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  1. Jennifer says:

    My daughter’s allergist does not do allergy shots for food allergies. He says they do not work at all. My friend’s allergist says they can work but carry greater risk of severe reaction. So some Drs offer them for food allergies and some don’t.

    • EmilyDeJeu says:

      @ Jennifer — ah, that makes sense. I’ll admit, shots for food allergies is a new concept to me — I wasn’t aware that any doctors did it! Interesting point about the risk of sever reaction. Sounds like this is an approach that’s still fairly new.

      Thanks for chiming in with this info, Jennifer! Very helpful. 🙂

  2. Gayle Mastrogiovann says:

    Shots might seem like an unusual way to treat allergies, but they’re effective at decreasing sensitivity to triggers. The substances in the shots are chosen according to the allergens identified from a person’s medical history and by the allergist during the initial testing. The U.S. Food and Drug Administration (FDA) oversees the standards used in preparing the materials for allergy shots given in the United States.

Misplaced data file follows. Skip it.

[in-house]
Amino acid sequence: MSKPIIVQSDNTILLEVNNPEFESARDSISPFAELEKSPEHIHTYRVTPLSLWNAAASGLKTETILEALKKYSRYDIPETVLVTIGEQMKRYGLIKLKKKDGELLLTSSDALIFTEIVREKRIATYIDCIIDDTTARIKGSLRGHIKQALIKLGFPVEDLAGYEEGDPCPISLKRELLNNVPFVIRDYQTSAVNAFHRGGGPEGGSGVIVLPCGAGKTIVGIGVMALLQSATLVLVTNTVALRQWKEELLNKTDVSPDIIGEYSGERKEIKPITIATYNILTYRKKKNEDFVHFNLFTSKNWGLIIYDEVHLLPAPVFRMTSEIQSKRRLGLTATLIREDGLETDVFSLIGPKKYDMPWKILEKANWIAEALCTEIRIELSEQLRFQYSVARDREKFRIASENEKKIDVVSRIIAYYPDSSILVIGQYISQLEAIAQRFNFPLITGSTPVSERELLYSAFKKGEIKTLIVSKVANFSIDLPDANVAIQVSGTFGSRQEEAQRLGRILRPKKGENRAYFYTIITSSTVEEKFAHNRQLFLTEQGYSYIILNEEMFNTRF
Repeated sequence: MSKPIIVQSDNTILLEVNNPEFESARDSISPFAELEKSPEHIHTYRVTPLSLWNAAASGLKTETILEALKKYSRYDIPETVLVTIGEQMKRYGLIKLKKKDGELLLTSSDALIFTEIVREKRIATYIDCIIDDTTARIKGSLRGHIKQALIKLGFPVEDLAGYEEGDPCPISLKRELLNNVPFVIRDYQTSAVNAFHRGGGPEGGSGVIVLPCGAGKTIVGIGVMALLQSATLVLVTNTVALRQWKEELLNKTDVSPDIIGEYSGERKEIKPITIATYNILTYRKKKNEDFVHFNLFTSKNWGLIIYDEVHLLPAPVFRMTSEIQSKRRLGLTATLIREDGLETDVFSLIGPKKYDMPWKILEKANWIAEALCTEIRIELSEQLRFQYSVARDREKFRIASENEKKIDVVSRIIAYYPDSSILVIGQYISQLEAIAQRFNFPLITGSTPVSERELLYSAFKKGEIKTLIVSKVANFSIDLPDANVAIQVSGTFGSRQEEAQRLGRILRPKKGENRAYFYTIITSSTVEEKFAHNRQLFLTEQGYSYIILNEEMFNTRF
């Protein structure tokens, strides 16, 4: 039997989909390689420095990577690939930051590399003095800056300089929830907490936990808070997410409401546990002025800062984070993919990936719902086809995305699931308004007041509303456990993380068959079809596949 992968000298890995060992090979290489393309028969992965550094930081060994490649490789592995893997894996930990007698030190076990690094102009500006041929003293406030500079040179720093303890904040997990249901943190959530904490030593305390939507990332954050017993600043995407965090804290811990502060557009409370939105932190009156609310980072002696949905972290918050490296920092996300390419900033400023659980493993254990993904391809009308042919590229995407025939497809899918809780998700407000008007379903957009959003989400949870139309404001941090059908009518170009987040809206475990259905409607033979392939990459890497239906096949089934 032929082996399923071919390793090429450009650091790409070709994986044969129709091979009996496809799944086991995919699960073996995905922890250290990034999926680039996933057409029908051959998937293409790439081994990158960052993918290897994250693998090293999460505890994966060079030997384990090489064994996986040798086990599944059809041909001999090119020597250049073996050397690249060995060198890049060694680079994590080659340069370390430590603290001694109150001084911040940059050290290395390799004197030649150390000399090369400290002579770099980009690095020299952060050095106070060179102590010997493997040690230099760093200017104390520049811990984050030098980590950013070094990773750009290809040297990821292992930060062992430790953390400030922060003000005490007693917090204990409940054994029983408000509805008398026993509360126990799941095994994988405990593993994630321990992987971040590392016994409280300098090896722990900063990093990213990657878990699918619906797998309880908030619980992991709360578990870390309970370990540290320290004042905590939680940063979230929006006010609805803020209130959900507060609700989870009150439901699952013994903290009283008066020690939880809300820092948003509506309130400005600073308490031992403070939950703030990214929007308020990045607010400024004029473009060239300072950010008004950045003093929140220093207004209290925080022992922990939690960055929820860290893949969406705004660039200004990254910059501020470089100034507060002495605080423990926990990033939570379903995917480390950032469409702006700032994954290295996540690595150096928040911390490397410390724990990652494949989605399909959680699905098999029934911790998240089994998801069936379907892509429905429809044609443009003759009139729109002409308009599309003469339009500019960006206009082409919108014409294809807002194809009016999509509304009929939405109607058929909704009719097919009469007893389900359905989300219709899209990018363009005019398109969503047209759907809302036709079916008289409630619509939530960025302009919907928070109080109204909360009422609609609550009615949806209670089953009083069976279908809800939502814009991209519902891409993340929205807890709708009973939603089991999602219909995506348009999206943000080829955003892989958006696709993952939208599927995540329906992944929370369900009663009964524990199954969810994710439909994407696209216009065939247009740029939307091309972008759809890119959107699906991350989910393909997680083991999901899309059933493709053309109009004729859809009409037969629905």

• EmilyDeJeu says:

      @ Gayle Mastrogiovann — Interesting point! I’m familiar with shots for things like seasonal allergens; do allergy shots also help alleviate food allergy symptoms?

      Thanks for commenting, Gayle!

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